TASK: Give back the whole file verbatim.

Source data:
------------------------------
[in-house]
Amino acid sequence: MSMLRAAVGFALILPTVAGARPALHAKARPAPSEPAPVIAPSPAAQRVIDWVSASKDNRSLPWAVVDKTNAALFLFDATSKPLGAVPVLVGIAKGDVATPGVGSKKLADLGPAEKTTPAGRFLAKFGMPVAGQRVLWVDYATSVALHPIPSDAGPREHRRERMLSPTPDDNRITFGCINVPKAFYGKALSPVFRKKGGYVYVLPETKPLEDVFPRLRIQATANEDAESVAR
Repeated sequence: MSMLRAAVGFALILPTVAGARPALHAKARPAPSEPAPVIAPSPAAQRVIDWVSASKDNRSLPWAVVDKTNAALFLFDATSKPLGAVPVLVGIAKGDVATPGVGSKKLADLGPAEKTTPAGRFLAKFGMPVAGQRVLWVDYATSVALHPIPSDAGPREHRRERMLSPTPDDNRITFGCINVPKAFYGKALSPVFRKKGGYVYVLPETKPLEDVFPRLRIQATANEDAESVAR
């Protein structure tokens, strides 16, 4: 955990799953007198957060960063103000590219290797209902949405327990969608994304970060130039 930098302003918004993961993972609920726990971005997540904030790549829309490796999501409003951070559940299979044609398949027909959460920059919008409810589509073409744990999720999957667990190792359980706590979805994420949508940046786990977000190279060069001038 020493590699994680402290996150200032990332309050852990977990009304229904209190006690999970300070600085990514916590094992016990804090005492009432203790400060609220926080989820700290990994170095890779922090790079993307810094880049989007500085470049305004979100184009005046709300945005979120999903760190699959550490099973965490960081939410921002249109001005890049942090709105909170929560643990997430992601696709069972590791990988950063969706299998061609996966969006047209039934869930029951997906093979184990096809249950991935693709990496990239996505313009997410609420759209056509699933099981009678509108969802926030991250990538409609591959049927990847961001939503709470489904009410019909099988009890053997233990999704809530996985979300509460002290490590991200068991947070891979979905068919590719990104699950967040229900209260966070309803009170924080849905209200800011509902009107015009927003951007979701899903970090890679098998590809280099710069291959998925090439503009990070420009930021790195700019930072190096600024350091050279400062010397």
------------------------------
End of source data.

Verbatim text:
[in-house]
Amino acid sequence: MSMLRAAVGFALILPTVAGARPALHAKARPAPSEPAPVIAPSPAAQRVIDWVSASKDNRSLPWAVVDKTNAALFLFDATSKPLGAVPVLVGIAKGDVATPGVGSKKLADLGPAEKTTPAGRFLAKFGMPVAGQRVLWVDYATSVALHPIPSDAGPREHRRERMLSPTPDDNRITFGCINVPKAFYGKALSPVFRKKGGYVYVLPETKPLEDVFPRLRIQATANEDAESVAR
Repeated sequence: MSMLRAAVGFALILPTVAGARPALHAKARPAPSEPAPVIAPSPAAQRVIDWVSASKDNRSLPWAVVDKTNAALFLFDATSKPLGAVPVLVGIAKGDVATPGVGSKKLADLGPAEKTTPAGRFLAKFGMPVAGQRVLWVDYATSVALHPIPSDAGPREHRRERMLSPTPDDNRITFGCINVPKAFYGKALSPVFRKKGGYVYVLPETKPLEDVFPRLRIQATANEDAESVAR
């Protein structure tokens, strides 16, 4: 955990799953007198957060960063103000590219290797209902949405327990969608994304970060130039 930098302003918004993961993972609920726990971005997540904030790549829309490796999501409003951070559940299979044609398949027909959460920059919008409810589509073409744990999720999957667990190792359980706590979805994420949508940046786990977000190279060069001038 020493590699994680402290996150200032990332309050852990977990009304229904209190006690999970300070600085990514916590094992016990804090005492009432203790400060609220926080989820700290990994170095890779922090790079993307810094880049989007500085470049305004979100184009005046709300945005979120999903760190699959550490099973965490960081939410921002249109001005890049942090709105909170929560643990997430992601696709069972590791990988950063969706299998061609996966969006047209039934869930029951997906093979184990096809249950991935693709990496990239996505313009997410609420759209056509699933099981009678509108969802926030991250990538409609591959049927990847961001939503709470489904009410019909099988009890053997233990999704809530996985979300509460002290490590991200068991947070891979979905068919590719990104699950967040229900209260966070309803009170924080849905209200800011509902009107015009927003951007979701899903970090890679098998590809280099710069291959998925090439503009990070420009930021790195700019930072190096600024350091050279400062010397």